Where The Money Is
When convicted bank robber Henry (Paul Newman), suffers a severe stroke while in prison, he is transferred to a long term care facility. Although his past is a novelty to Carol (Linda Fiorentino) his nurse, there is nothing new about patients in wheelchairs who are only capable of staring into space. So Carol carries on as usual -- especially with her husband who convinces her to have sex in Henry's room, while he sits facing in the opposite direction. But Carol begins to suspect Henry is more animal than vegetable when she notices a mirror has moved that would allow Henry to view the action behind him.
Attempting to arouse him as much as her suspicions, she sensually sits on his lap. When this fails to solicit a reaction, she takes him on an outing and pushes him (wheelchair and all) off a pier. This incredulous action forces Henry to admit his "stroke" was a ploy to escape prison. Now that the gig is up, neither Carol or Henry are quite sure what to do with each other. Meanwhile Carol's husband Wayne (Dermont Mulroney) is alarmed by the strange attraction he perceives between them. And he is completely unprepared for Carol's suggestion that they should stage a heist with the seasoned thief.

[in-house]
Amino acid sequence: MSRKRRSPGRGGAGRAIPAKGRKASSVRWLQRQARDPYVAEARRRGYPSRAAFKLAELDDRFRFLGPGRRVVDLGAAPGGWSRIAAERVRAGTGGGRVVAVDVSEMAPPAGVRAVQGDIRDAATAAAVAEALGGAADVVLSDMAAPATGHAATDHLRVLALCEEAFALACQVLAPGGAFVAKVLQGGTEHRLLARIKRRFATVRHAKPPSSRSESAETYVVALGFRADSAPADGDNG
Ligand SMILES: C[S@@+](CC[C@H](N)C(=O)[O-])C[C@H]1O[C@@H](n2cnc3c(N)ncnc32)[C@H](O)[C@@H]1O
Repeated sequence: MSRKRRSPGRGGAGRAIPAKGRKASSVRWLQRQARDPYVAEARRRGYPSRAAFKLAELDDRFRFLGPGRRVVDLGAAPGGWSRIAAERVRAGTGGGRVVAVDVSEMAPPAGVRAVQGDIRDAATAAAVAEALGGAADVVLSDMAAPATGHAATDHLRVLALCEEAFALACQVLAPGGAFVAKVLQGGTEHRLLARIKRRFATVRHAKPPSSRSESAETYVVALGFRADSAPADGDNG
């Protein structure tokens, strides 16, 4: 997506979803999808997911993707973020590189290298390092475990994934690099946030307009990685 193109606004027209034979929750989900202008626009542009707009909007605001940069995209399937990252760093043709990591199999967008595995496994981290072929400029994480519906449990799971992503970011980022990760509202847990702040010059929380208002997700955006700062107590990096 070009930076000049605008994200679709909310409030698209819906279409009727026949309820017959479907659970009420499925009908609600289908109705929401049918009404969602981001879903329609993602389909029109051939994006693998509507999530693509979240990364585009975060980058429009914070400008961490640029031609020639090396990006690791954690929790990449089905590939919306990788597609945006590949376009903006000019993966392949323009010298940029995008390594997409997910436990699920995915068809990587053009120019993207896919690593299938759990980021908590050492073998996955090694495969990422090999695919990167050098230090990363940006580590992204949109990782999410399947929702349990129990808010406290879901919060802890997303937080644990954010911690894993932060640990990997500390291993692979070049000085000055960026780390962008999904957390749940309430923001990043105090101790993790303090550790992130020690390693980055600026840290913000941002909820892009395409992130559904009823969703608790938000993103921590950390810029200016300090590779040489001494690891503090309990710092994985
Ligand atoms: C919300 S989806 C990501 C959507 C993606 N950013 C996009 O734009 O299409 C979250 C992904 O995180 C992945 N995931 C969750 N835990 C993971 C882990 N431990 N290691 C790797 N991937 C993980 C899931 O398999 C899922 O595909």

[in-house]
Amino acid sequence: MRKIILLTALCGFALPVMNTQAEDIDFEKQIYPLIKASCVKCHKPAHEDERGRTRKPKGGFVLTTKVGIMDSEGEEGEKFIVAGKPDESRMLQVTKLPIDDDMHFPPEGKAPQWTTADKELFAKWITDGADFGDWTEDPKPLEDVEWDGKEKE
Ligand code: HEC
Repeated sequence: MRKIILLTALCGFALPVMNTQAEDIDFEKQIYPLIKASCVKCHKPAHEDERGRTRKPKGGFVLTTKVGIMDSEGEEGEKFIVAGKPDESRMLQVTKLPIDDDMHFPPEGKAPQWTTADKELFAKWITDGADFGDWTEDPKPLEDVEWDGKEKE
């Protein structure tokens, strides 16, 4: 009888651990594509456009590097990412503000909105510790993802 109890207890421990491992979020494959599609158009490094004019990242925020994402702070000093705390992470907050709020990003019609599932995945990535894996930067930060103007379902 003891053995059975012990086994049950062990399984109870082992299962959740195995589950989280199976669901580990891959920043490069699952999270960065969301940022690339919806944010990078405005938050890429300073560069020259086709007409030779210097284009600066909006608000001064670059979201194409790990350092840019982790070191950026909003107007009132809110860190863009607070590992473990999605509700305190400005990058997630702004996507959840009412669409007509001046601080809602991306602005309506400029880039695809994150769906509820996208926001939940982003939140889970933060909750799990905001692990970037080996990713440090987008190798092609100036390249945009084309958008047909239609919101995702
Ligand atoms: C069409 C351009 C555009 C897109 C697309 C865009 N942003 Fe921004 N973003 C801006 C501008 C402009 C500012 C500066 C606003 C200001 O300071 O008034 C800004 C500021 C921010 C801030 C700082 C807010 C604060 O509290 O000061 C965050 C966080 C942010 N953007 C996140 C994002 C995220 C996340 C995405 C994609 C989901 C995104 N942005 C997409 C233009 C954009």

In a role reminiscent of the many criminal heros made famous by Paul Newman, the audience is conned into rooting for the gunslingers while despising police or anyone else who might get in the way of injustice.
Beside teaching "crime pays", the movie also provides valuable tips on how to hijack an armored truck, and demonstrates how to have sex while driving a speeding convertible. Most of these actions are pulled off without a hitch (the car does go off the road, but everyone laughs about it afterwards).
While some viewers may find comedy in this perfect reversal of morals, all I could think about was the night a desperado looking for thrills held a gun to my father's head during a robbery at a local supermarket. That certainly shot down my romantic notions of a life of crime.